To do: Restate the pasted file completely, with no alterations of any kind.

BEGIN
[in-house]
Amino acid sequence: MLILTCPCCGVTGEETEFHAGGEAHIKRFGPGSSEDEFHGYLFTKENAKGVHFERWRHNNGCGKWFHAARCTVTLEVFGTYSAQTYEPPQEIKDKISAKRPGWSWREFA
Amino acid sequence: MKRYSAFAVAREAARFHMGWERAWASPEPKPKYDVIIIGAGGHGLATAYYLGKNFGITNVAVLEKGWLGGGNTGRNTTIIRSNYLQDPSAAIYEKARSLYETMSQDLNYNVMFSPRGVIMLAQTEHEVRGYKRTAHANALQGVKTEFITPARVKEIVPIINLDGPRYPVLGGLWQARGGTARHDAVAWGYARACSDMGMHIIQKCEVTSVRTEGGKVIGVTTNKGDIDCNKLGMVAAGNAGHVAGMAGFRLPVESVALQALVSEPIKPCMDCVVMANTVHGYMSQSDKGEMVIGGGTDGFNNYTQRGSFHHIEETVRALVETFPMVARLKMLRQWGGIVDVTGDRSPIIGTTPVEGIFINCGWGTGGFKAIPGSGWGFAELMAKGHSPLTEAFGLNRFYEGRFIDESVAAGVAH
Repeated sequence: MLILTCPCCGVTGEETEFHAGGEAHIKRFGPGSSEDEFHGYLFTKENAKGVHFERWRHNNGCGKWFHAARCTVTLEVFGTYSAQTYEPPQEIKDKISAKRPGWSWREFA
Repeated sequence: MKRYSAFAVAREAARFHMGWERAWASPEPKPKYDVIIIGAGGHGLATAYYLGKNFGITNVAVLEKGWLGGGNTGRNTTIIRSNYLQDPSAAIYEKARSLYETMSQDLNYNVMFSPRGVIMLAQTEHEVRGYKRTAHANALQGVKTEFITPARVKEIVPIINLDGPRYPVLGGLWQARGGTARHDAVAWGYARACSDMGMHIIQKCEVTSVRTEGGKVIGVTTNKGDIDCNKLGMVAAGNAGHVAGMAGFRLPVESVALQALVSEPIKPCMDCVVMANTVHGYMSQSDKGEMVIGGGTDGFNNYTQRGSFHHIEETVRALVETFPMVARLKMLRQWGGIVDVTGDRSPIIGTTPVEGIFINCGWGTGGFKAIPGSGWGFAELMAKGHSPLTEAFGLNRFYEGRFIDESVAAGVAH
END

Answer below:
[in-house]
Amino acid sequence: MLILTCPCCGVTGEETEFHAGGEAHIKRFGPGSSEDEFHGYLFTKENAKGVHFERWRHNNGCGKWFHAARCTVTLEVFGTYSAQTYEPPQEIKDKISAKRPGWSWREFA
Amino acid sequence: MKRYSAFAVAREAARFHMGWERAWASPEPKPKYDVIIIGAGGHGLATAYYLGKNFGITNVAVLEKGWLGGGNTGRNTTIIRSNYLQDPSAAIYEKARSLYETMSQDLNYNVMFSPRGVIMLAQTEHEVRGYKRTAHANALQGVKTEFITPARVKEIVPIINLDGPRYPVLGGLWQARGGTARHDAVAWGYARACSDMGMHIIQKCEVTSVRTEGGKVIGVTTNKGDIDCNKLGMVAAGNAGHVAGMAGFRLPVESVALQALVSEPIKPCMDCVVMANTVHGYMSQSDKGEMVIGGGTDGFNNYTQRGSFHHIEETVRALVETFPMVARLKMLRQWGGIVDVTGDRSPIIGTTPVEGIFINCGWGTGGFKAIPGSGWGFAELMAKGHSPLTEAFGLNRFYEGRFIDESVAAGVAH
Repeated sequence: MLILTCPCCGVTGEETEFHAGGEAHIKRFGPGSSEDEFHGYLFTKENAKGVHFERWRHNNGCGKWFHAARCTVTLEVFGTYSAQTYEPPQEIKDKISAKRPGWSWREFA
Repeated sequence: MKRYSAFAVAREAARFHMGWERAWASPEPKPKYDVIIIGAGGHGLATAYYLGKNFGITNVAVLEKGWLGGGNTGRNTTIIRSNYLQDPSAAIYEKARSLYETMSQDLNYNVMFSPRGVIMLAQTEHEVRGYKRTAHANALQGVKTEFITPARVKEIVPIINLDGPRYPVLGGLWQARGGTARHDAVAWGYARACSDMGMHIIQKCEVTSVRTEGGKVIGVTTNKGDIDCNKLGMVAAGNAGHVAGMAGFRLPVESVALQALVSEPIKPCMDCVVMANTVHGYMSQSDKGEMVIGGGTDGFNNYTQRGSFHHIEETVRALVETFPMVARLKMLRQWGGIVDVTGDRSPIIGTTPVEGIFINCGWGTGGFKAIPGSGWGFAELMAKGHSPLTEAFGLNRFYEGRFIDESVAAGVAH